# Is $n^\frac{1}{n}$ ever rational?

Sorry if this is a duplicate, as usual I'm struggling with how to search for this.

I was wondering to myself how to prove that you can't get a square number that is twice another square number, I.e. $$m^2=2n^2$$ and I quickly came up with a neat proof using the fact: $$\frac{m}{n}=\sqrt{2}$$ The next obvious step is cubes that are thrice another cube, etc. etc. I then realised you can use this approach to prove that any power of p cannot be p times another power of p if $p^\frac{1}{p}$ is never rational. I suspect this true, but I need to go to sleep, so can somebody help me out with a proof?

• Sure, if $n = 1$. I'm guessing, you want $n>1$? – Ennar Nov 25 '17 at 13:44
• Well yes, I do indeed – Phill Nov 25 '17 at 13:45
• Show that $\sqrt[n]{m}$ is either an integer or irrational. That's similar to the proof of irrationality of $\sqrt{2}$ or $\sqrt{3}$. Then note that $2^n > n$. – Daniel Fischer Nov 25 '17 at 13:45
• @DanielFischer This allows the stronger statement : $m^{\frac{1}{n}}$ with positive integers $m,n$ is either an integer or irrational. – Peter Nov 25 '17 at 13:51

$n^{\frac{1}{n}}$ cannot be rational for any positive integer $n>1$ (No matter whether $n$ is prime or composite)

This is because the number $n^{\frac{1}{n}}$ is a root of the polynomial $x^n-n$.

The leading coefficient is $1$, hence any rational root woule be an integer. If we denote $m:=n^{\frac{1}{n}}$, we get $m^n=n$. $m$ is clearly positive, so it would have to be a posiive integer, if it were rational.

We would have $m\ne 1$, hence $m\ge 2$, but then $m^n\ge 2^n>n$ for $n>1$, hence we arrive at a contradiction.

• Wonderful. Thank you. – Phill Nov 25 '17 at 13:59

$$1 < n^{1/n} < 2 \quad \forall n >1 , n\in \Bbb N$$

Also (I think more hint is required as downvotes are too fast) note that $n^{1/m}$ can be rational iff it is an integer.

• What exactly does this prove? – user370967 Nov 25 '17 at 13:47
• Why so many downvotes? Peter used almost the same argument in his answer. – Ennar Nov 25 '17 at 13:49
• @Math_QED It was a hint. – Jaideep Khare Nov 25 '17 at 13:52
• It is not obvious that $n^{\frac{1}{n}}$ must be an integer or irrational. (To clarify : I did not downvote) – Peter Nov 25 '17 at 14:26

If $n=p$ is prime and $p^{1/p}=\frac{m}{l}$ was rational it follows that $l^p*p=m^p$. Now use the uniqueness of prime factorization:

Let the prime number $p$ occur on the left site $x$ times and $y$ times on the right site. Then $y$ is divisible by $p$ whereas $x$ isn't. Contradiction.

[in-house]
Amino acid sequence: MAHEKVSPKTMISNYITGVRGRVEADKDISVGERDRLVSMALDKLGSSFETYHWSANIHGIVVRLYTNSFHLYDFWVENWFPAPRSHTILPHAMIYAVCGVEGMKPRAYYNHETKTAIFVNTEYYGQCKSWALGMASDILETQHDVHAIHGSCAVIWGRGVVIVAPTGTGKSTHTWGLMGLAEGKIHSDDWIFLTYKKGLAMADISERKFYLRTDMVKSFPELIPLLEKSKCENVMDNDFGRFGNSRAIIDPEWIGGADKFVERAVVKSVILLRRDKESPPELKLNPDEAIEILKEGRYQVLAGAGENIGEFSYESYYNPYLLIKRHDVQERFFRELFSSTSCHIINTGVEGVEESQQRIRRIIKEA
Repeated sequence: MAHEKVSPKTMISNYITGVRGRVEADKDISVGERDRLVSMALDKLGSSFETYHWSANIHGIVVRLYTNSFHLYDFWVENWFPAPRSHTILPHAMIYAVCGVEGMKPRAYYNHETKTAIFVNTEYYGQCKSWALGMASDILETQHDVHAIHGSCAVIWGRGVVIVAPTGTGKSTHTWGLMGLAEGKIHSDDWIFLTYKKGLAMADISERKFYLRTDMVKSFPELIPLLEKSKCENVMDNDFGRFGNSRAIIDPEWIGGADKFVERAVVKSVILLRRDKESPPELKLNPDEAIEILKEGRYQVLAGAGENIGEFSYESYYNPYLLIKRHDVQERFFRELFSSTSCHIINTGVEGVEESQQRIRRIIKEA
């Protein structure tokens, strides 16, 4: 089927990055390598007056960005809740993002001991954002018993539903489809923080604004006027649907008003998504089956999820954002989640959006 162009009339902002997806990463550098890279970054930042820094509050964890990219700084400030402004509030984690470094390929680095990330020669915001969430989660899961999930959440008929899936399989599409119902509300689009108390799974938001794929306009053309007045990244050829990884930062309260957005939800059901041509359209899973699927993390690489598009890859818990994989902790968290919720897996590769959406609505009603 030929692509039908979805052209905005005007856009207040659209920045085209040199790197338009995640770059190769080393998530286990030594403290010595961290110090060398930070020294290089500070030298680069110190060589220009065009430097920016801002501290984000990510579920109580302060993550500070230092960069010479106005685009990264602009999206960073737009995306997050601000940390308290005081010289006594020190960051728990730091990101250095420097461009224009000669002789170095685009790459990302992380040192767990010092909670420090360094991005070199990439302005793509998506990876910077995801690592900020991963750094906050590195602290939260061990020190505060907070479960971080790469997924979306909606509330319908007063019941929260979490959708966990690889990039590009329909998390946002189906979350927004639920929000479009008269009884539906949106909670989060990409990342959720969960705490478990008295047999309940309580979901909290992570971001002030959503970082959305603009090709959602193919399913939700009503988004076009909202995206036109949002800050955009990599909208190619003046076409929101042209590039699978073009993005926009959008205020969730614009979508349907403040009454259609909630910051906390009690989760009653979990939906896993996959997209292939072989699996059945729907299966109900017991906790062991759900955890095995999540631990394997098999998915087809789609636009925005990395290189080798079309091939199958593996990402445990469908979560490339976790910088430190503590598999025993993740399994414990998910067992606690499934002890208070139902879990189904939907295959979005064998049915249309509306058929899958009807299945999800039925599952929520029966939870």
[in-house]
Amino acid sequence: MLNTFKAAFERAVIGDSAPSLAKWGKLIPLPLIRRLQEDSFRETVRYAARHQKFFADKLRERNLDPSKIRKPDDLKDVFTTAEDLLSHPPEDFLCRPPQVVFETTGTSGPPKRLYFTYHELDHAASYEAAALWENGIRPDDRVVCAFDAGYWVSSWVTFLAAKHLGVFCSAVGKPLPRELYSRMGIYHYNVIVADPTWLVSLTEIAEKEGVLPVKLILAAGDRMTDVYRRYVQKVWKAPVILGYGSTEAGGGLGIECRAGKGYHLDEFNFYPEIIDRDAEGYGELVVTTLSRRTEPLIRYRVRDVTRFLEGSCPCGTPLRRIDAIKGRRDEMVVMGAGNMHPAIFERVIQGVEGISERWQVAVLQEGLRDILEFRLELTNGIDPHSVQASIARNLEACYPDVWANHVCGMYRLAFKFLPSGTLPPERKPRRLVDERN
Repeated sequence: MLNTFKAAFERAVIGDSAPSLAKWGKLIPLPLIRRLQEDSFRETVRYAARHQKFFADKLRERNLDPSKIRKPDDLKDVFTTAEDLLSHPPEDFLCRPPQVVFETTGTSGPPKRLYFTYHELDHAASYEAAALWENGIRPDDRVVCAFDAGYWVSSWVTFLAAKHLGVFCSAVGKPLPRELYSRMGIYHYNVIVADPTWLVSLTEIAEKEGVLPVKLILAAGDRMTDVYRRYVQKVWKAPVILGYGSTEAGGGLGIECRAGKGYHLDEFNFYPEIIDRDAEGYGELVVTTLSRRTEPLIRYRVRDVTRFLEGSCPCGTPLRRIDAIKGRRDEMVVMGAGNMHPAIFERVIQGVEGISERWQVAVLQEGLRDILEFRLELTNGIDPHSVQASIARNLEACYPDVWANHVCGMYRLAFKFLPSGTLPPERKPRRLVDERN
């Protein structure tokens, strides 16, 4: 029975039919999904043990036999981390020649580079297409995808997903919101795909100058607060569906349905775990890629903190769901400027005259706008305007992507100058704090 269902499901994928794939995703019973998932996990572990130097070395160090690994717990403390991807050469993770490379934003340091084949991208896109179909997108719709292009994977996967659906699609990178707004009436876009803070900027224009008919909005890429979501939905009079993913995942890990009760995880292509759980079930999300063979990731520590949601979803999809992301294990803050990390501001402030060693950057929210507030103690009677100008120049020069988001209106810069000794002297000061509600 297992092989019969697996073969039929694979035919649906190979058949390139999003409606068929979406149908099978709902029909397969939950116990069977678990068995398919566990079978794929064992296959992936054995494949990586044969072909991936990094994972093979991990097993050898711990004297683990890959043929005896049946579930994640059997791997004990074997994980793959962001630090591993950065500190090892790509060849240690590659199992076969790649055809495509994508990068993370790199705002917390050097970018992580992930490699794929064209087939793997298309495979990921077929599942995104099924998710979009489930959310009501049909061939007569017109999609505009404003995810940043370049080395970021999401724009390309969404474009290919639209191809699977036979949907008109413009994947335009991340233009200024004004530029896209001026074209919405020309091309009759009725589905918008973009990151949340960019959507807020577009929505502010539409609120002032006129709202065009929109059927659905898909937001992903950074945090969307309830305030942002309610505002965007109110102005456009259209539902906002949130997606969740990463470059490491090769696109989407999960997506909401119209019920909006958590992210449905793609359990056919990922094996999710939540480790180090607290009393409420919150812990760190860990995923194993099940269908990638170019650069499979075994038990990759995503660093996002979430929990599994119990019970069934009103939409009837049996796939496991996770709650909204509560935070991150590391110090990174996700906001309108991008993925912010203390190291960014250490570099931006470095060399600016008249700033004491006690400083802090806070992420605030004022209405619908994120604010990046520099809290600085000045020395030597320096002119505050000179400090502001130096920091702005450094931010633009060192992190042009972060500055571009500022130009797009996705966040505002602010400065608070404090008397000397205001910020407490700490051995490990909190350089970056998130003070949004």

Consider the polynomial $p$, such that $p(x):= x^n -n$ assume $\sqrt[n]{n}$ as a root.

By the rational root theorem we know that if $p$ has a rational root, it will be the one of the dividers $d_1,\cdots,d_m$ of $n$ (because the coefficient of monomial $x^n$ is $1$). But NONE of then will be a root of $p$. Therefore, the real roots of $p$ are all irracional roots, including $\sqrt[n]n$.

• The rational root theorem can be used to show that certain number is irration, since this number is algebraic. There, you can creat a polinomial $p, p\in\mathbb{Z}[\,x\,]$. – Gustavo Mezzovilla Nov 25 '17 at 14:23

Using part of the answer Jaideep Khare alredy posted (to give a full solution)

Lemma 1

if $a \in \mathbb{Q} \setminus \mathbb{Z}$, then $a^n \in \mathbb{Q} \setminus \mathbb{Z}$ for all $n \in \mathbb{N} \setminus \{ 0 \}$

lemma 2

if $x^m - m =0$ has a rational solution, then it must be an integer one, for all $m \in \mathbb{N}$

lemma 3

$m^{\frac{1}{m}} \in ~ ]1,2[$

The first lemma is easy to prove, the second is a consequence of the first, and the third may be also shown with ease

Suppose $n=(a/b)^n$ with $n,a,b\in\mathbb{N}$. We may assume that $a$ and $b$ have no prime factors in common. Suppose $p\mid a$, where $p$ is prime. Then $p^n\mid a^n=nb^n$. Since $p\not\mid b$, we must have $p^n\mid n$. But $p^n\ge2^n\gt n$, which is a contradiction. Hence $a$ has no prime factors, i.e., $a=1$. But $nb^n=1^n=1$ implies $n=b=1$ as well. Thus the only $n\in\mathbb{N}$ for which $n^{1/n}$ is rational is $n=1$.

Remarks: The inequality $2^n\gt n$ requires its own proof by induction. The step in which $p^n\mid nb^n$ and $p\not\mid b$ imply $p^n\mid n$ also, technically speaking, requires a touch of induction, starting from Euclid's Lemma ($p\mid xy$ implies $p\mid x$ or $p\mid y$) as the base case.